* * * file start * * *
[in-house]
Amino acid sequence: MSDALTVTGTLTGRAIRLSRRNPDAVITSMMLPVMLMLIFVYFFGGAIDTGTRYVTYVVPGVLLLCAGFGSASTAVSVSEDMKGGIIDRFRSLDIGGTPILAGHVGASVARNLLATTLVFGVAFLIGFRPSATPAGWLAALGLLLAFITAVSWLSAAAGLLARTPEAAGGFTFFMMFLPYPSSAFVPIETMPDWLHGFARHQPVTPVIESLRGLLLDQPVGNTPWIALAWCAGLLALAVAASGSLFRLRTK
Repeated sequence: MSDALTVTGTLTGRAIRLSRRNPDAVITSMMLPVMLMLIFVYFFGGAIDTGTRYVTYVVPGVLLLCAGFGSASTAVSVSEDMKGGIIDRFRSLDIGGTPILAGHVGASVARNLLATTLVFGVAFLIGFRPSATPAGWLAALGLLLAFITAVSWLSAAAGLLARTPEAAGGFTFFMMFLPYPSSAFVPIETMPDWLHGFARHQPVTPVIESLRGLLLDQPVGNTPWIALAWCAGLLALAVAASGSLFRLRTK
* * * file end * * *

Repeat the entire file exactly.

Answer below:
[in-house]
Amino acid sequence: MSDALTVTGTLTGRAIRLSRRNPDAVITSMMLPVMLMLIFVYFFGGAIDTGTRYVTYVVPGVLLLCAGFGSASTAVSVSEDMKGGIIDRFRSLDIGGTPILAGHVGASVARNLLATTLVFGVAFLIGFRPSATPAGWLAALGLLLAFITAVSWLSAAAGLLARTPEAAGGFTFFMMFLPYPSSAFVPIETMPDWLHGFARHQPVTPVIESLRGLLLDQPVGNTPWIALAWCAGLLALAVAASGSLFRLRTK
Repeated sequence: MSDALTVTGTLTGRAIRLSRRNPDAVITSMMLPVMLMLIFVYFFGGAIDTGTRYVTYVVPGVLLLCAGFGSASTAVSVSEDMKGGIIDRFRSLDIGGTPILAGHVGASVARNLLATTLVFGVAFLIGFRPSATPAGWLAALGLLLAFITAVSWLSAAAGLLARTPEAAGGFTFFMMFLPYPSSAFVPIETMPDWLHGFARHQPVTPVIESLRGLLLDQPVGNTPWIALAWCAGLLALAVAASGSLFRLRTK